The results – I love how now they can articulate their feelings better and best of all, when the same situation happens again (kids fight all the time!), they seems to be able to handle it themselves better.


By 4 years old, kids typically can differentiate between ‘appropriate’ and ‘inappropriate’ behavior. Not that they can’t differentiate when they’re younger, just that at this age, they would be able to think and explain why is it appropriate or inappropriate. Well, that’s the perfect world – when she’s in the mood, she can explain clearly why is it right or wrong. However, when she is not in the mood, she is acting out like a baby. I realised I can’t change her much during that period where she is not in the mood, however, thanks to role play age group, all I needed to do is to play together with her and pull in her siblings along!

Change of ways on handling her

Whenever she is acting out like a baby that she don’t know what is appropriate and inappropriate behaviour, I would start it with “Oh, are you the little baby?”, “Awwww.. baby is still small, so baby don’t understand what is right and what is wrong”, “maybe we should explain and teach baby”, etc then I would pull along her siblings and make them the daddy or mummy.

Then, I would explain the situation to the ‘daddy’ and ‘mummy’ and ask them how can we explain to ‘baby’ that this is inappropriate. They would start explaining and give examples. The role play – always work!


Being confidence gives them the courage to continue to explore and expand their abilities. However, in my little-middle-child, instead of wanting to do things by herself, she would tell us that she wants us to do for her, she is scared, she can’t do it, etc. This, not only dampen her self confidence, but also loosing out opportunity to try new things.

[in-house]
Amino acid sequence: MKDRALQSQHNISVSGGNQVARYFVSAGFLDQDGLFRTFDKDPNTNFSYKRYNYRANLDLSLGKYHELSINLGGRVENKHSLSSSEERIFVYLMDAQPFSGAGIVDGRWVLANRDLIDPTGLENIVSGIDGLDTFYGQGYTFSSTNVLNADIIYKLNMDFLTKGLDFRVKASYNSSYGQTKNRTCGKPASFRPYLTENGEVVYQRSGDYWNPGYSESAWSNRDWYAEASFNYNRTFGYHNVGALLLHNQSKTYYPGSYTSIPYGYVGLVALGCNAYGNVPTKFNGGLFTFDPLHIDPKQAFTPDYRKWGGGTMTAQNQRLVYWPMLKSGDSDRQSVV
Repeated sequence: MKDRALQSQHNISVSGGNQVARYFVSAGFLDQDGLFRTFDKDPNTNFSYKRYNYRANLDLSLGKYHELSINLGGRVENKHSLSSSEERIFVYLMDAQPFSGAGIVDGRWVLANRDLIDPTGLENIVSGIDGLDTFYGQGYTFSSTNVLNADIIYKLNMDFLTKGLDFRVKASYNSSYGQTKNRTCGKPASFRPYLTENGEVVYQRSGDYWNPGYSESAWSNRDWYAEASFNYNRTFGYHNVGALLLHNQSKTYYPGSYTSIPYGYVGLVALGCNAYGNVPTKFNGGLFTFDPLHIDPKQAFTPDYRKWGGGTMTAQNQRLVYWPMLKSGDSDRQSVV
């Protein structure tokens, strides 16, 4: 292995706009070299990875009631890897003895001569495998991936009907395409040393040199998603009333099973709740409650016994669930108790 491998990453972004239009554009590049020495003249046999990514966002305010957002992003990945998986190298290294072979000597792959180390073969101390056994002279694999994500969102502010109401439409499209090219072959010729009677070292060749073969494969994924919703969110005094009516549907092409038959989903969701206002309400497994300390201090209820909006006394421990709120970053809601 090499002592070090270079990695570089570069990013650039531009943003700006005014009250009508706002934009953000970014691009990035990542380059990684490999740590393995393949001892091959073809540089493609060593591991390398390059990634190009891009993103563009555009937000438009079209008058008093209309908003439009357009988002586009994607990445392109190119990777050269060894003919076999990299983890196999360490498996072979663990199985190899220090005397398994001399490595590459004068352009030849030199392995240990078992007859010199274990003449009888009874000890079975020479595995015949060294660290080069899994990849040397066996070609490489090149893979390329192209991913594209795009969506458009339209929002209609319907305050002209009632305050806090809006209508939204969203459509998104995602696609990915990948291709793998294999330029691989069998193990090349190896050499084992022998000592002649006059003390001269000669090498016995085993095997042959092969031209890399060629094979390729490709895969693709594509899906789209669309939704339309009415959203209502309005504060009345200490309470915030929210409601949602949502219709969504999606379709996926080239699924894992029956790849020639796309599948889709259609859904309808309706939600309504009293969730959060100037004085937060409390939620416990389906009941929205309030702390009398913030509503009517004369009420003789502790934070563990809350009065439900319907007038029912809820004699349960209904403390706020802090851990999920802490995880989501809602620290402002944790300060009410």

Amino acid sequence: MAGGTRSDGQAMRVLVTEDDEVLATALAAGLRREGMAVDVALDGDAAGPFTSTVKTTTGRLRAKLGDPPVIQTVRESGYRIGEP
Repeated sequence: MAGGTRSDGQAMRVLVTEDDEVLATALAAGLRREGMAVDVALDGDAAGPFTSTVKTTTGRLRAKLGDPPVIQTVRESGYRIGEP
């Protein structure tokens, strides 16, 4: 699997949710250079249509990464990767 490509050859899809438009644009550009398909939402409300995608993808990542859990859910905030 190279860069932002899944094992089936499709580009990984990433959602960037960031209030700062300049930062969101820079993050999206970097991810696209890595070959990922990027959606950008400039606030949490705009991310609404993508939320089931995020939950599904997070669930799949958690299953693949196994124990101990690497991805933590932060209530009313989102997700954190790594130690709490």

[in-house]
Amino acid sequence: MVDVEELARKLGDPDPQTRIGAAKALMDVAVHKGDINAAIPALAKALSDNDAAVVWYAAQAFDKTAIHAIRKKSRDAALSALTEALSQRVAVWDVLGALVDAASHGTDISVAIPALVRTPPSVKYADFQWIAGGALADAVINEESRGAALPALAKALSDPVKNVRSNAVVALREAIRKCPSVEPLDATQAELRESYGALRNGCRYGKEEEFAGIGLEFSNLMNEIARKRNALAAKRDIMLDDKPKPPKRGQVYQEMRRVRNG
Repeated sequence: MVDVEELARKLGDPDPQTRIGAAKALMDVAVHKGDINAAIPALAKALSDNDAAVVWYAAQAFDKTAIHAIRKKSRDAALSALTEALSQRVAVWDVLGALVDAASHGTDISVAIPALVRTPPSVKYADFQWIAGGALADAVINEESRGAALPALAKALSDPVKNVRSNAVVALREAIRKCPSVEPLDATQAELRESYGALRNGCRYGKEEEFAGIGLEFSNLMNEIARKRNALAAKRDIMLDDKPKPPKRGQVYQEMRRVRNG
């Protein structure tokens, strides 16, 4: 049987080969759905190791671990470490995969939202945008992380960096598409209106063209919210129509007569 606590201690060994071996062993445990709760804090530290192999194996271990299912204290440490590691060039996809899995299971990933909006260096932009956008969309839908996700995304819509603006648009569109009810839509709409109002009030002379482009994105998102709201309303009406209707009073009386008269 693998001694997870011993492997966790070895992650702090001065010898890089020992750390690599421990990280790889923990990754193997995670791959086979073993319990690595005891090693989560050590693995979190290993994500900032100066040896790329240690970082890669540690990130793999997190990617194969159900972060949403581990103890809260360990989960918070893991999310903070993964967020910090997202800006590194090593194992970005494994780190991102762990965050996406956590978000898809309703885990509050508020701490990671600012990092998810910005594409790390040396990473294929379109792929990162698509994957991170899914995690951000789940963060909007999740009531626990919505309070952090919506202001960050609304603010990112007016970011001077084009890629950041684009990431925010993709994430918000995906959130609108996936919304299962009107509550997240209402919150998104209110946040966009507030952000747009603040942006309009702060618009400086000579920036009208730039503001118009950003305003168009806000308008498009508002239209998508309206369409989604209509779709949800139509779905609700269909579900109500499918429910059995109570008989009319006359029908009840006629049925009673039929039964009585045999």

My little middle child who loves to draw. Tasking her a role where only she can do well and be proud of – drawing for our family pillow

Change of ways on handling her

We start with praises on things that she can do well and above the average and try to expand it by doing new things that is related to things that she does well. She can draw pretty well for a five years old compare to her elder brother, and we always praise her drawings or ask her to draw something for us. So, one of the Sunday activities I did with them, I gave her special task, where she would be tasked for it because she is good at it, it builds her a lot of confidence then. It also helped that her younger sister was proudly showcasing her work. So, leveraging on her drawing skills, we build her self confidence by expanding her abilities to try something new.

Sunday activities with the kids – Family pillow. Drawing by my little middle child

Grace is a Mum of 3 happy, chirpy and energetic kids that she always call them monkeys! She chose to be a stay-at-home-mum so she can be around tending to her kids needs hence she pulls out her entrepreneur skill by co-founding Bare Nuhcessities; a baby personal care products that focus on using safe ingredients in their products. She's also the founder of Memento; making handcrafted keepsake made with breastmilk, baby hair and baby cord. She also wrote a few recipe books which are available in Popular bookstore.